This particular card (#253), from the 1978-79 O-Pee-Chee set, which was released the month I was born, was signed in black ball-tip pen by Mr. Savard; the signature looks like a cross between his first and last names from the fac-simile autograph on the back of the card. It was signed in person at a hockey clinic in the mid-to-late 90s in the Ottawa region, where he was a guest speaker and I was an assistant to the goalie teacher for the summer - and playing with the Sens' Bantam AAA team on days off.
Monday, August 16, 2010
It's almost rookie camp time, and that means some kids will surprise and be invited over to the regular camp, where they'll have a shot at taking an older player's job, particularly if the veteran is overpaid and the rookie's salary is close to league minimum - salary cap era and all.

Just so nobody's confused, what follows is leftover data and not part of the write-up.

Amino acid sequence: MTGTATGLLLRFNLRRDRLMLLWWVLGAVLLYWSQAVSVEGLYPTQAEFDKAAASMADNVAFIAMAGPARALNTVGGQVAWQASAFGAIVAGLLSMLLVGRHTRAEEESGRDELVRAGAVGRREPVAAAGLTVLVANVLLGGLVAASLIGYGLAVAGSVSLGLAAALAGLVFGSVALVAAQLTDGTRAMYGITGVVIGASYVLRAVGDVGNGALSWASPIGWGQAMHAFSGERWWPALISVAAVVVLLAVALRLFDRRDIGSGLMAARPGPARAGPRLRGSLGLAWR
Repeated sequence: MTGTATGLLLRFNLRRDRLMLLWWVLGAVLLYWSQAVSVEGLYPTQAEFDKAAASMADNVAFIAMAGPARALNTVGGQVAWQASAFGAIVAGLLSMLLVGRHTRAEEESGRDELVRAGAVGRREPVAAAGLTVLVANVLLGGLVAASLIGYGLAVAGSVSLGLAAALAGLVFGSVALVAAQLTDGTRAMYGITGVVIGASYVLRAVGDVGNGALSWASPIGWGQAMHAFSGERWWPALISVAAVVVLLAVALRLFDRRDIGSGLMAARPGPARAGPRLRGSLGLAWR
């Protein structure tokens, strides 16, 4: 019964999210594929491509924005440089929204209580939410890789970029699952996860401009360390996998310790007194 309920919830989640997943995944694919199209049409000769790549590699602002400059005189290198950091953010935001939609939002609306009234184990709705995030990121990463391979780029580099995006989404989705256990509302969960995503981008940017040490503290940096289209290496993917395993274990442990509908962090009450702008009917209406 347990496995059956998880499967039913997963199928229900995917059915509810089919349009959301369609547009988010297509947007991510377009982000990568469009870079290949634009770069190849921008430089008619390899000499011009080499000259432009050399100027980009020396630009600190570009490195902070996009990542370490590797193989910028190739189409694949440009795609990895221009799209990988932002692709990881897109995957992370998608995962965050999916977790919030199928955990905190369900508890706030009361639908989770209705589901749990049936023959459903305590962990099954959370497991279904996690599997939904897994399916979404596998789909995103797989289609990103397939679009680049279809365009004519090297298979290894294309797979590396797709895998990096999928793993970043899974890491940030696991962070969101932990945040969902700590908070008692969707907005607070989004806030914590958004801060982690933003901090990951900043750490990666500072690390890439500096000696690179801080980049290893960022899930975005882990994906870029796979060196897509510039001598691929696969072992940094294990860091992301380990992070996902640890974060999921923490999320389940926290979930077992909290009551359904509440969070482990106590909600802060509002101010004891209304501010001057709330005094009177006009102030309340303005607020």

In the mid-to-late 90s, one player who was given many a chance to do just this is 1991 second-round draft pick (43rd overall) Craig Darby. Second-rounders are usually given just about as many chances as first-rounders to, firstly, make the team and, second, be a key part of the making of the team. For the Montréal Canadiens, particularly, second-rounders have pretty much always performed better than their first picks: José Théodore, Mike Ribeiro, P.K. Subban, Guillaume Latendresse, Maxim Lapierre and the list goes on...
After playing with the Providence College Friars and Fredericton Canadiens, he was given a 10-game tryout with the Habs, registering 2 assists, before being traded to the New York Islanders with then-captain Kirk Muller and Mathieu Schneider for Vladimir Malakhov and future captain Pierre Turgeon. Unfortunately for Darby, he would only play 13 games over parts of two seasons with the lowly Islanders before being picked up on waivers by the Philadelphia Flyers, where he had a decent showing, albeit in few games (1-4-5 in 9 games in 1996-97 and a goal in 3 games in 1997-98, playing with fellow former Habs Éric Desjardins, John LeClair, Kevin Haller and Petr Svoboda).